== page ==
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ARS Home » Northeast Area » Orient Point, New York » Plum Island Animal Disease Center » Foreign Animal Disease Research » Research » Publications at this Location » Publication #313189

Research Project: ECOLOGY AND PATHOGENESIS OF RE-EMERGING VESICULAR STOMATITIS VIRUS (VSV) IN NORTH AMERICA

Location: Foreign Animal Disease Research

Title: Depletion of elongation initiation factor 4E binding proteins by CRISPR/Cas9 genome editing enhances antiviral response in porcine cells

Author
item Ramirez-carvajal, Lisbeth - Oak Ridge Institute For Science And Education (ORISE)
item Singh, Neetu - Texas A&M University
item De Los Santos, Teresa
item Rodriguez, Luis
item Zhu, James
item Long, Charles - Texas A&M University

Submitted to: Antiviral Research
Publication Type: Peer Reviewed Journal
Publication Acceptance Date: 11/9/2015
Publication Date: 11/22/2015
Citation: Ramirez-Carvajal, L., Singh, N., De Los Santos, T.B., Rodriguez, L.L., Zhu, J.J., Long, C.R. 2015. Depletion of elongation initiation factor 4E binding proteins by CRISPR/Cas9 genome editing enhances antiviral response in porcine cells. Antiviral Research. 125:8-13. doi: 10.1016/j.antiviral.2015.11.002.

Interpretive Summary: Interferons (IFNs) are proteins made by animals to fight viral infections. Interferon response in cells is regulated by numerous pathways that involve complex protein interactions. Studies in mice suggested that IFNs are regulated by proteins that bind elongation initiation factor 4E (4E-BPs) and control interferon regulatory factor 7 (IRF-7) translation. However, similar mechanisms have not been described in livestock species. Here, we studied the role of 4E-BPs in the regulation of the antiviral response of pigs. To do this we reduced or suppressed 4E-BP1 gene expression in pig cells and studied the effects on the antiviral response against two viruses of agricultural importance, vesicular stomatitis virus (VSV) and foot-and-mouth disease virus (FMDV). We found that pig cells lacking of 4E-BP1 gene had higher interferon activity and better response to viral infection. Our results verified that 4E-BPs contribute to the regulation of the response against viruses in pigs and future application of this knowledge will help to develop better antiviral strategies required to mitigate the adverse effects of viral diseases on animal health.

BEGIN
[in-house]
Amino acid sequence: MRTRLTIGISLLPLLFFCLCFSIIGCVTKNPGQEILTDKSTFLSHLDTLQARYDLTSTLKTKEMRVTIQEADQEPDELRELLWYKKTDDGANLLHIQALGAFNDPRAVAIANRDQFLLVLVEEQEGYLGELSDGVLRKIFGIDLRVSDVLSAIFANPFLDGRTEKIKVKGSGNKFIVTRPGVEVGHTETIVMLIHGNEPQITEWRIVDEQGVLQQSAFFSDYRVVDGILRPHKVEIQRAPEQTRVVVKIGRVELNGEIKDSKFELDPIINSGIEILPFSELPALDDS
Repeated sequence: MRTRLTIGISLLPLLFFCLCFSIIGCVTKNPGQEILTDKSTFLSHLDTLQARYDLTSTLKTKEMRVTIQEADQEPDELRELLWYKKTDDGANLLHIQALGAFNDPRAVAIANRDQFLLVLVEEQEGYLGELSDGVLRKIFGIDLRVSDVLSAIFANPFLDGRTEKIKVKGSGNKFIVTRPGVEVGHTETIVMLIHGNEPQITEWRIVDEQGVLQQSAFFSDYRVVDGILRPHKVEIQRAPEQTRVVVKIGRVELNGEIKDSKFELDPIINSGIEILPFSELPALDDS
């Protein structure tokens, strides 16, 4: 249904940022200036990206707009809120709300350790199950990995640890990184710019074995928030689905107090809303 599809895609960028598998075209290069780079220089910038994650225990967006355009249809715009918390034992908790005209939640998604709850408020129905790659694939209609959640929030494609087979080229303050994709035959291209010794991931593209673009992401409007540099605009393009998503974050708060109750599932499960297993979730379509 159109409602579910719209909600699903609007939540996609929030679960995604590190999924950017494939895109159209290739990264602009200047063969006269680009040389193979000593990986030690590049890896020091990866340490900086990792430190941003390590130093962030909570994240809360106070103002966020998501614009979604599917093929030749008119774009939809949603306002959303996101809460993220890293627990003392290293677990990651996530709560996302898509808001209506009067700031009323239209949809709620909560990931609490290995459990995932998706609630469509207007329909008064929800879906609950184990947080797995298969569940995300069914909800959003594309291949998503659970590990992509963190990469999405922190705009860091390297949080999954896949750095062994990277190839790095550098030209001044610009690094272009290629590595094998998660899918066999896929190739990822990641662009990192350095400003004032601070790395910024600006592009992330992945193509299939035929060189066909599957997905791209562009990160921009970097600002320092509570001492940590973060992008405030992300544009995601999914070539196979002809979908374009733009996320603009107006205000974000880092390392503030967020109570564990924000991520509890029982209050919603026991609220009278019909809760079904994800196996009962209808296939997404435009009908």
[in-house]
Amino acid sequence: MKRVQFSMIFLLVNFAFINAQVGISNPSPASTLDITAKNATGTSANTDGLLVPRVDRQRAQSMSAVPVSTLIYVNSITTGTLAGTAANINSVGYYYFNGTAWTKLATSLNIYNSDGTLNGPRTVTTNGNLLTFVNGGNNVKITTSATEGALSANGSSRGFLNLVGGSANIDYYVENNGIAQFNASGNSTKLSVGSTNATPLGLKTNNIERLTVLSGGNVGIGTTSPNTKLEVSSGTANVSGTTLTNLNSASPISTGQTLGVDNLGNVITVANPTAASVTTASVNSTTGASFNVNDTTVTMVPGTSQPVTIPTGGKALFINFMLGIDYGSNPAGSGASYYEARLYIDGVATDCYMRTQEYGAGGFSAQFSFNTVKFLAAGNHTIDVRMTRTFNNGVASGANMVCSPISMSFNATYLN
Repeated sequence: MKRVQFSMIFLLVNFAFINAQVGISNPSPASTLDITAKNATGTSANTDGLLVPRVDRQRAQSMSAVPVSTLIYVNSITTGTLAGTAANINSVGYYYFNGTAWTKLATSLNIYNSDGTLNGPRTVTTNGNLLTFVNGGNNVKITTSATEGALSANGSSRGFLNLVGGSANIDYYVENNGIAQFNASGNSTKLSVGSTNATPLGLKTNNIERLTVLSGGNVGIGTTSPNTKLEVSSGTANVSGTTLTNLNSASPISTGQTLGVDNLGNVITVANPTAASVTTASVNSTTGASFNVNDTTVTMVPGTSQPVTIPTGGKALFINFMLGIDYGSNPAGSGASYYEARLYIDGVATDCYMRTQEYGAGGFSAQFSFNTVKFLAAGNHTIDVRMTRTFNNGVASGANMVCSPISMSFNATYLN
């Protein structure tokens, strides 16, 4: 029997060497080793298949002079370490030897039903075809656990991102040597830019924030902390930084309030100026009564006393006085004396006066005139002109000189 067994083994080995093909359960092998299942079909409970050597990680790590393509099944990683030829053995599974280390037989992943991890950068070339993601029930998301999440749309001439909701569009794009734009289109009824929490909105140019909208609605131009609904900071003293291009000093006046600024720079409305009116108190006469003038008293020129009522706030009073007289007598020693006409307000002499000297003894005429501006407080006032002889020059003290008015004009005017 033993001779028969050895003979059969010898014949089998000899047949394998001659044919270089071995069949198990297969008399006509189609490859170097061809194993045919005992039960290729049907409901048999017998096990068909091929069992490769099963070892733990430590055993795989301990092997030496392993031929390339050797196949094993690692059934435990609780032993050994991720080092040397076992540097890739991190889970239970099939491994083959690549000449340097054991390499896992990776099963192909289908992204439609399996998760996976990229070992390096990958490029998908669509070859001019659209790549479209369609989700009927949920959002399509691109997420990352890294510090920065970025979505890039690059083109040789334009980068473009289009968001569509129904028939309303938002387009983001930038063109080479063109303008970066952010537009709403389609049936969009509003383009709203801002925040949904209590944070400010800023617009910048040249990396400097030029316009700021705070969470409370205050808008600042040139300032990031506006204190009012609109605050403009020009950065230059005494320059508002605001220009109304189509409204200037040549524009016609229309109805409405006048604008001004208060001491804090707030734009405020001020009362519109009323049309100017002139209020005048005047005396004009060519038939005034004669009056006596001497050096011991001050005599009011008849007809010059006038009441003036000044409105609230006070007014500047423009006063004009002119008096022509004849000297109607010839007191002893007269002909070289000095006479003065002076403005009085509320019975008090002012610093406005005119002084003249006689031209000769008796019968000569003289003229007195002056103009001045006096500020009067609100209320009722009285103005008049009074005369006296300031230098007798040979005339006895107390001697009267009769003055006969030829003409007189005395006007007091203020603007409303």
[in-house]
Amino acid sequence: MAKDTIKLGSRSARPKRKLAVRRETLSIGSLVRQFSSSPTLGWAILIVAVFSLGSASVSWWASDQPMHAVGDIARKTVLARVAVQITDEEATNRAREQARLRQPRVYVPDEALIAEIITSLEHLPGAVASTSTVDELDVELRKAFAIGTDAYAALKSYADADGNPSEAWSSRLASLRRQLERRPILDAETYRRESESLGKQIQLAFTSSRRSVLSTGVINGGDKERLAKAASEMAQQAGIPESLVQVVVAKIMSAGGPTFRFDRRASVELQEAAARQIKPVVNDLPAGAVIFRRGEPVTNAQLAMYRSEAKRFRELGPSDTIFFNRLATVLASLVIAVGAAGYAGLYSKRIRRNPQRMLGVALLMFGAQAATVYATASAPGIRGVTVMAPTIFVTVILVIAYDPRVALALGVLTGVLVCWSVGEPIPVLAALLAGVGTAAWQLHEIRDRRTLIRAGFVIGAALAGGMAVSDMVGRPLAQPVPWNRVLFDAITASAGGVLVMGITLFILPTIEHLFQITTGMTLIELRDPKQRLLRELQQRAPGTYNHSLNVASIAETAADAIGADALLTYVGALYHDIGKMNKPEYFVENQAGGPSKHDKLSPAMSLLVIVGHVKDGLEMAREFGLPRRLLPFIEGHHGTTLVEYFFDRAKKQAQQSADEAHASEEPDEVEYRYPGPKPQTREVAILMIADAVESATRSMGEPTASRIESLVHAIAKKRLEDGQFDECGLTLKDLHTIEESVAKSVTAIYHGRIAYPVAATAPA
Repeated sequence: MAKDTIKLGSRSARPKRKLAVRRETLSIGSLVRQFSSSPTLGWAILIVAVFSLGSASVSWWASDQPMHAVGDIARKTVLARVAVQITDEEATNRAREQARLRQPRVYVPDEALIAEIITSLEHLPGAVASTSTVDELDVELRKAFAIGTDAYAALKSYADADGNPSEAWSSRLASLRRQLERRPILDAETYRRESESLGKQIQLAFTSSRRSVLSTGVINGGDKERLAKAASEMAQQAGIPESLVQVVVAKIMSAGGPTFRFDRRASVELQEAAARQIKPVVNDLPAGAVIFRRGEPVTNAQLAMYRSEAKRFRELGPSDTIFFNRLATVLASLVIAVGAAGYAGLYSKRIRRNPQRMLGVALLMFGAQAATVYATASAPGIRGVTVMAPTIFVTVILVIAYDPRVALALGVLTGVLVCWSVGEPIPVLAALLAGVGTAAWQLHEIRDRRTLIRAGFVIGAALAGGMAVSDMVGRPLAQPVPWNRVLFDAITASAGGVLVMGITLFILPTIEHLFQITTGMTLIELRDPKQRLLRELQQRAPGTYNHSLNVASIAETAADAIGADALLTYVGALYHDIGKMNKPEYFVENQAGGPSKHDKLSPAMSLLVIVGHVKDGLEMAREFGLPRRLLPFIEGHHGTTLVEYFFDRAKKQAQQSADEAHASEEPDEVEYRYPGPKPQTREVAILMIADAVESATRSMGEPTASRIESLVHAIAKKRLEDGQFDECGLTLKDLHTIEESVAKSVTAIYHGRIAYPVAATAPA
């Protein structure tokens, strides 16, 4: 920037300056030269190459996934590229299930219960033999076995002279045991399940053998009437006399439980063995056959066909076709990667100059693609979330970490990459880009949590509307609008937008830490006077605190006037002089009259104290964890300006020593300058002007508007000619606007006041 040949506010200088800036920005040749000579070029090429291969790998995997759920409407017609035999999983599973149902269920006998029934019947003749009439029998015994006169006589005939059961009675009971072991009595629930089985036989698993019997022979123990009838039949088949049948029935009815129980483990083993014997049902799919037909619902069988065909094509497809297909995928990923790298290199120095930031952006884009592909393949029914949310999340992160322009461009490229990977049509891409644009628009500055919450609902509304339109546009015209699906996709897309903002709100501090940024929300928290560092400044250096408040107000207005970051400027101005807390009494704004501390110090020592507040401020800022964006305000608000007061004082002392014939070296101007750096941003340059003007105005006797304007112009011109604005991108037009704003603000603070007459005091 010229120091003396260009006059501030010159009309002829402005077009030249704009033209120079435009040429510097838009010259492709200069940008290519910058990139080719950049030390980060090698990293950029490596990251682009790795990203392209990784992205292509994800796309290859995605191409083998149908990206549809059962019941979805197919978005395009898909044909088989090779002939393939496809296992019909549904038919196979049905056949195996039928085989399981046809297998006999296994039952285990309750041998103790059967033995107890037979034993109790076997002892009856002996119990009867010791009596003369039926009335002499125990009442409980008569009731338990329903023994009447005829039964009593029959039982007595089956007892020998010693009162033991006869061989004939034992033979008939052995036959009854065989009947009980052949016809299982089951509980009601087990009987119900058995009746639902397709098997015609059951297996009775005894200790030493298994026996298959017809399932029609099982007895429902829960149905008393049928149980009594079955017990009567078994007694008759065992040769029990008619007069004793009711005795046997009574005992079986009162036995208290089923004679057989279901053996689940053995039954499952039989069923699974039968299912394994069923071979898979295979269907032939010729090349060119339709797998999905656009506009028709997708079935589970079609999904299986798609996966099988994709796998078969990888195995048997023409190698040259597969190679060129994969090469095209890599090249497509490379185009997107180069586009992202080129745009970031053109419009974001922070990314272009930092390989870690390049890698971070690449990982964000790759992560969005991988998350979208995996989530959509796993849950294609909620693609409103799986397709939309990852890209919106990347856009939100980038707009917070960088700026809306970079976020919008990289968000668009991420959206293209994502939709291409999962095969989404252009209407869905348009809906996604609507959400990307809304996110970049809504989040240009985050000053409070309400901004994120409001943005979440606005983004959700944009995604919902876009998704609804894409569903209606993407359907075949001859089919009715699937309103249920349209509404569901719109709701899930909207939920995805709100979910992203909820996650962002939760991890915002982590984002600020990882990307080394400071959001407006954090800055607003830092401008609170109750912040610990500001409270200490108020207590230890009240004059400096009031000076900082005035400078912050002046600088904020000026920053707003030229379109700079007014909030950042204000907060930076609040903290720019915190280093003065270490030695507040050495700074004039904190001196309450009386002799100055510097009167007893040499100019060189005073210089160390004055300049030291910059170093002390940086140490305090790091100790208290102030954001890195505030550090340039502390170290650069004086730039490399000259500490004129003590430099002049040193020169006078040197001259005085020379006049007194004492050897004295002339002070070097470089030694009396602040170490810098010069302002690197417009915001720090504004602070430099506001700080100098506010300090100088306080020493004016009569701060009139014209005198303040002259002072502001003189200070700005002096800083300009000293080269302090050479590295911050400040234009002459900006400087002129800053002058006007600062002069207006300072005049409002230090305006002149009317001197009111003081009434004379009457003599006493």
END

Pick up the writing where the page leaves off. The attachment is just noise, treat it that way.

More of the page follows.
Technical Abstract: Type I interferons (IFN) are key mediators of the innate antiviral response in mammalian cells. Elongation initiation factor 4E binding proteins (4E-BPs) are translational controllers of interferon regulatory factor 7 (IRF7), the master regulator of IFN transcription. The role of 4EBPs in the negative translational regulation of IRF7 through its 5’untranslated region (UTR) has been shown in the murine model. However, differences in IRF7 translational regulation mechanisms are unknown in other species. Researchers investigated whether 4E-BP1 depletion alters the innate antiviral response in porcine cells. We found that partial 4E-BP1 or 4E-BP2 knockdown induces no antiviral response against vesicular stomatitis virus (VSV) or foot-and mouth disease virus (FMDV). In contrast, porcine cells depleted of 4E-BP1 gene (4E-BP1-/- cells) by a CRISPR/Cas9 system showed increased expression of interferon (IFN a and ß), IFN stimulated genes (ISGs) and significant reduction in VSV titer as compare to 4E-BP1+/+ cells. In addition, the 5’UTR of porcine IRF7 reduced a reporter expression independently of 4E-BP1 depletion or 4E-BPs dephosphorylation. These studies demonstrate the enhancement of the innate antiviral response in pig cells after 4E-BP1 depletion and suggest differences in the regulatory role of the 5’UTR of porcine IRF7 as compared to murine ortholog.